TITLE: Got To Begin Again
AUTHOR: Eugene Wallingford
DATE: March 22, 2009 2:30 PM
I spent this morning with what seems like an old
When we first moved here in 1992, we heard a lot
about the 60 miles of recreational trails in the
area, and what they meant for the quality of life
we could have here. The system now spans more
than 80 miles, and I have spent a lot of hours
on most of them. I've walked and biked with my
family there, but I've spent far more hours on
the trails alone, running. Sometimes, I'm training
for a race. Then, the trail is a work partner.
Other times, I'm simply running, and the trail
is more like a friend I share the quiet time with.
Many of my favorite routes, including a 12-miler
north of town and a 16-miler south, are run partly
or entirely on trails.
My most frequent trail segment is a simple loop,
6.2 miles in length -- a cosmic accident of 10K
for runners, to whom that distance has special
significance. It was within a 1.5 miles of my
old house, so I used it all the time. Being off
my game since last May, though, I haven't had
many opportunities to run it, because I either
wasn't running or wasn't running enough to get
me to the loop, around it, and back home. As I
wrote last month,
my mileage has been way down since November,
while I struggled to get healthy. Not much call
for a 6-mile loop when I was happy just to run
three miles twice in a week!
Well, a couple of weeks back, I worked my way up
to a 17-mile week capped with a 5-mile "long
run". After a hiccup last week, I finished off
an 18-mile week with a 6-mile run around my old
friend. The curves and trees and water all seemed
old and new at the same time. It was cloudy and
cool, with an occasional remnant of an icy winter.
My senses drank it in. A good day.
As much as I enjoyed running an old route today,
over the last few weeks I have also been enjoying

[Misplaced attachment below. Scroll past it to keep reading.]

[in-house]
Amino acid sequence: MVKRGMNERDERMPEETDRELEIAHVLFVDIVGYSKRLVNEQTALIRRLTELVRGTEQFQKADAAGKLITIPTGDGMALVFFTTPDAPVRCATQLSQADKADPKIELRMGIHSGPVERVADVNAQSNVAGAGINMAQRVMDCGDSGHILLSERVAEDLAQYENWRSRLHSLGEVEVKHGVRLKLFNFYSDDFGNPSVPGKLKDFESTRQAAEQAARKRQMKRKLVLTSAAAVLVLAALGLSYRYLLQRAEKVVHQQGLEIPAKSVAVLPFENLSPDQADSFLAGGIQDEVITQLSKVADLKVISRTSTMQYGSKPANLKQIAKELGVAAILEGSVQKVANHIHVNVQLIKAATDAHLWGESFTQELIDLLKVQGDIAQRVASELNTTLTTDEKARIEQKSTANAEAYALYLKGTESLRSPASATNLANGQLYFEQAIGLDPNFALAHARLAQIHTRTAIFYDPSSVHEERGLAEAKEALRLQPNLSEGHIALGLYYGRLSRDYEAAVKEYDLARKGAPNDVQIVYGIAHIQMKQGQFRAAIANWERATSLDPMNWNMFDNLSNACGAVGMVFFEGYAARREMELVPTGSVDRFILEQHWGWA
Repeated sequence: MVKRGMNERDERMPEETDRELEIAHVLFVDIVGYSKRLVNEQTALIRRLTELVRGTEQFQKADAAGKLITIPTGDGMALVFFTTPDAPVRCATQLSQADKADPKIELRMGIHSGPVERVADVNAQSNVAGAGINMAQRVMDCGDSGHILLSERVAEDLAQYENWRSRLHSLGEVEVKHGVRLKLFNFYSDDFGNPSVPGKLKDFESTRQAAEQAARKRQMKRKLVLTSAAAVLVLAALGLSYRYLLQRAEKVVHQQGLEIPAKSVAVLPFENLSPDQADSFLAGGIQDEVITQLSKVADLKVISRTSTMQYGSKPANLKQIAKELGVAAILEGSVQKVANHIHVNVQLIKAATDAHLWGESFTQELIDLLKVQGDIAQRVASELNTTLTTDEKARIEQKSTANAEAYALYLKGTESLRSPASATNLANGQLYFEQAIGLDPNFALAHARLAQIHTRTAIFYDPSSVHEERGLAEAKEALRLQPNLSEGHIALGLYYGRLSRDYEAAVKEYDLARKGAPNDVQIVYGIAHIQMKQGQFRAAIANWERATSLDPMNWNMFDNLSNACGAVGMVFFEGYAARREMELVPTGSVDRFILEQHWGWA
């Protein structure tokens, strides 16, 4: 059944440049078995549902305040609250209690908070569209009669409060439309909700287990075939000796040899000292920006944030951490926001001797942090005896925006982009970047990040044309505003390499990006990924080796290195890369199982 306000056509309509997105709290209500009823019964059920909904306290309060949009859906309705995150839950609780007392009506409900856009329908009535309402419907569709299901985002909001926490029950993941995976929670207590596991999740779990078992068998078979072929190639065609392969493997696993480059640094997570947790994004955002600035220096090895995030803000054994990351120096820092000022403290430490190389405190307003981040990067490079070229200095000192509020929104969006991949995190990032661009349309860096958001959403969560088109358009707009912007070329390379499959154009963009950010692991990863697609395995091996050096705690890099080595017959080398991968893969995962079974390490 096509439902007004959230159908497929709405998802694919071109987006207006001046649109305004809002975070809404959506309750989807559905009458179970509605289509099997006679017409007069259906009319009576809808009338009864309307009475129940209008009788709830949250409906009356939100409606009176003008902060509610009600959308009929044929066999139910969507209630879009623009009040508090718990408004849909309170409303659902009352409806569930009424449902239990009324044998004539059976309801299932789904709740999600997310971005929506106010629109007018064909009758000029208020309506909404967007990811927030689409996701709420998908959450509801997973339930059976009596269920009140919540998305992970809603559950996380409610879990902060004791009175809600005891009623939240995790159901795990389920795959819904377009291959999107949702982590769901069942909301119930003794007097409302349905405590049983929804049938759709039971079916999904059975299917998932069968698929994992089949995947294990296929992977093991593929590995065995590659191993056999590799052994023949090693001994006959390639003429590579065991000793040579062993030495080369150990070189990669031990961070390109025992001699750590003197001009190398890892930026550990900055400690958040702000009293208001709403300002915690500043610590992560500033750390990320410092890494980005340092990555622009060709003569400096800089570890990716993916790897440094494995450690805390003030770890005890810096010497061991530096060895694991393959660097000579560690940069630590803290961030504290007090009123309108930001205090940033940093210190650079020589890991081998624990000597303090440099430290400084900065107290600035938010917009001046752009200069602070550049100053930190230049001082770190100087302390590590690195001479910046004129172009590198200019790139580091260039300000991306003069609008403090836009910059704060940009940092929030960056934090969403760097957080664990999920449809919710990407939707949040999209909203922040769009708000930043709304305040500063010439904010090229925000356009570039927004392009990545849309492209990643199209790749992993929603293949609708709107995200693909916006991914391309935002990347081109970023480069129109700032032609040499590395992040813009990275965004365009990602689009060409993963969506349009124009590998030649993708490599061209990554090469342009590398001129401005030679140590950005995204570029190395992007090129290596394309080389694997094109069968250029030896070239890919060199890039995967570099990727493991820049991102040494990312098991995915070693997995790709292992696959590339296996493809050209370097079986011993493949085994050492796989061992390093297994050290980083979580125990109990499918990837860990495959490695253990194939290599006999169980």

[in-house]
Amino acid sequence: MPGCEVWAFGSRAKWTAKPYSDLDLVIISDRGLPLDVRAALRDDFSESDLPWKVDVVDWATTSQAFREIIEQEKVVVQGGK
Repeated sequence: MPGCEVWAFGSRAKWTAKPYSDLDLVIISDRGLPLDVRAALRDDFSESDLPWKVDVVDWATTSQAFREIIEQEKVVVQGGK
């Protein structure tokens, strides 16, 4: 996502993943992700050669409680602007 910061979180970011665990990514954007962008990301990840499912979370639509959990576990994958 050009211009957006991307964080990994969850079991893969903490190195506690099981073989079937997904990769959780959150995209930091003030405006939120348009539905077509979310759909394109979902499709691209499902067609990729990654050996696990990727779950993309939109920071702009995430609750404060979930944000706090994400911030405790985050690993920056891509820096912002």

building new routes from our new house. One
advantage of my recent bad health is that I have
had to start with 3-mile and 3.5-mile runs. Were
I in marathon shape, I wouldn't want to waste my
time mapping out such short routes. Yet they are
the foundation I need for my training. Even at
the peak of preparing for a marathon, I like to
do easy 3-milers on Monday, the day after my long
runs. When I'm not training for a big race, I
like to have a full complement of routes of all
distances, so that I can run whatever I feel like
on a given morning.
-- is hard. It is different from starting the first
time. When I began training for my
I didn't know what I was getting myself into, really.
Each new long distance run was a challenge, but I
just kept plugging away. This time, I know what it
feels like to be in top shape, ready to run fast or
long on demand. Ready to take on anything. To
run a mere six easy miles and feel like I am working
hard -- not struggling, yet not quite comfortable --
well, in a way the challenge seems all the more
daunting. Having conquered it once, can I do it
I think a lot about a couple of friends who are or
were training for their first marathons. It is
hard for them! They usually don't have the 10-15
miles/week foundation that I had when I started,
so every step can feel like a chore. The fatigue
and soreness are new and can feel insurmountable.
When the first deep cold spell settled over us in
December, one buddy set aside his ambition. He
wasn't ready to face two opponents at once. All
one can do is persevere. Eventually, everything
comes together, and you feel like a runner.
I know that I don't face their challenge, but having
already been there... This gives me a glimpse of
what it must be like for an accomplished athlete who
has to return from a debilitating injury. I know
it's just a glimpse; I've never accomplished much as
a runner other than to finish a few races and have
some fun. But it is an interesting new challenge to
struggle on a 3-, 5-, or 6-mile run, knowing what
it's like not to struggle at that distance,
or at any distance. Do I have what it takes?
I think so. Old friends and new will help me through.